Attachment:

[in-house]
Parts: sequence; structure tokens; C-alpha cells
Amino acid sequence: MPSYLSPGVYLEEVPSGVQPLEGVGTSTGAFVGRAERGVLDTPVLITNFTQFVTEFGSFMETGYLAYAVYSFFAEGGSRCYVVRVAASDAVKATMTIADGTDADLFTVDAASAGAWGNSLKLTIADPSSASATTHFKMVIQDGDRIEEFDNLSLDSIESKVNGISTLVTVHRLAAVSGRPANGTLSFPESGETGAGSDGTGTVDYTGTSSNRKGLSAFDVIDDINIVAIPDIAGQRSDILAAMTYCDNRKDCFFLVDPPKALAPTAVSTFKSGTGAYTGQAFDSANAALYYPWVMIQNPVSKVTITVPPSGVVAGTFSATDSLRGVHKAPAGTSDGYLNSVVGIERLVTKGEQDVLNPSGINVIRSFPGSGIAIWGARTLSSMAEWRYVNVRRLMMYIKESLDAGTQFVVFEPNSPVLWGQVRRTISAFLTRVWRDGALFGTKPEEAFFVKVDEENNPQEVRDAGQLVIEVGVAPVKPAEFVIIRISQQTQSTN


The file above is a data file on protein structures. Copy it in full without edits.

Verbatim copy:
[in-house]
Parts: sequence; structure tokens; C-alpha cells
Amino acid sequence: MPSYLSPGVYLEEVPSGVQPLEGVGTSTGAFVGRAERGVLDTPVLITNFTQFVTEFGSFMETGYLAYAVYSFFAEGGSRCYVVRVAASDAVKATMTIADGTDADLFTVDAASAGAWGNSLKLTIADPSSASATTHFKMVIQDGDRIEEFDNLSLDSIESKVNGISTLVTVHRLAAVSGRPANGTLSFPESGETGAGSDGTGTVDYTGTSSNRKGLSAFDVIDDINIVAIPDIAGQRSDILAAMTYCDNRKDCFFLVDPPKALAPTAVSTFKSGTGAYTGQAFDSANAALYYPWVMIQNPVSKVTITVPPSGVVAGTFSATDSLRGVHKAPAGTSDGYLNSVVGIERLVTKGEQDVLNPSGINVIRSFPGSGIAIWGARTLSSMAEWRYVNVRRLMMYIKESLDAGTQFVVFEPNSPVLWGQVRRTISAFLTRVWRDGALFGTKPEEAFFVKVDEENNPQEVRDAGQLVIEVGVAPVKPAEFVIIRISQQTQSTN